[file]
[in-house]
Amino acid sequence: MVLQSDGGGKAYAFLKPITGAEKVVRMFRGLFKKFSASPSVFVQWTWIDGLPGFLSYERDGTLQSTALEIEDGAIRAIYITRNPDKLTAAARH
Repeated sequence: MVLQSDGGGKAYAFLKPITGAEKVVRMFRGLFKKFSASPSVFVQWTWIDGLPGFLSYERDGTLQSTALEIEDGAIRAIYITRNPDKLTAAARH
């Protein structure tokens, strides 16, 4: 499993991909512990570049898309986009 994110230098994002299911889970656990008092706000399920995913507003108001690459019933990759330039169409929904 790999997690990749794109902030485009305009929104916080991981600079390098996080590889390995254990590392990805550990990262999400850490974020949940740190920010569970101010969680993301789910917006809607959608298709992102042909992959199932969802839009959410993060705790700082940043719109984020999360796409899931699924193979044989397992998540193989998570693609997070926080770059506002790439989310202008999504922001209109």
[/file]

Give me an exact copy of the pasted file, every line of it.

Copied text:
[in-house]
Amino acid sequence: MVLQSDGGGKAYAFLKPITGAEKVVRMFRGLFKKFSASPSVFVQWTWIDGLPGFLSYERDGTLQSTALEIEDGAIRAIYITRNPDKLTAAARH
Repeated sequence: MVLQSDGGGKAYAFLKPITGAEKVVRMFRGLFKKFSASPSVFVQWTWIDGLPGFLSYERDGTLQSTALEIEDGAIRAIYITRNPDKLTAAARH
């Protein structure tokens, strides 16, 4: 499993991909512990570049898309986009 994110230098994002299911889970656990008092706000399920995913507003108001690459019933990759330039169409929904 790999997690990749794109902030485009305009929104916080991981600079390098996080590889390995254990590392990805550990990262999400850490974020949940740190920010569970101010969680993301789910917006809607959608298709992102042909992959199932969802839009959410993060705790700082940043719109984020999360796409899931699924193979044989397992998540193989998570693609997070926080770059506002790439989310202008999504922001209109």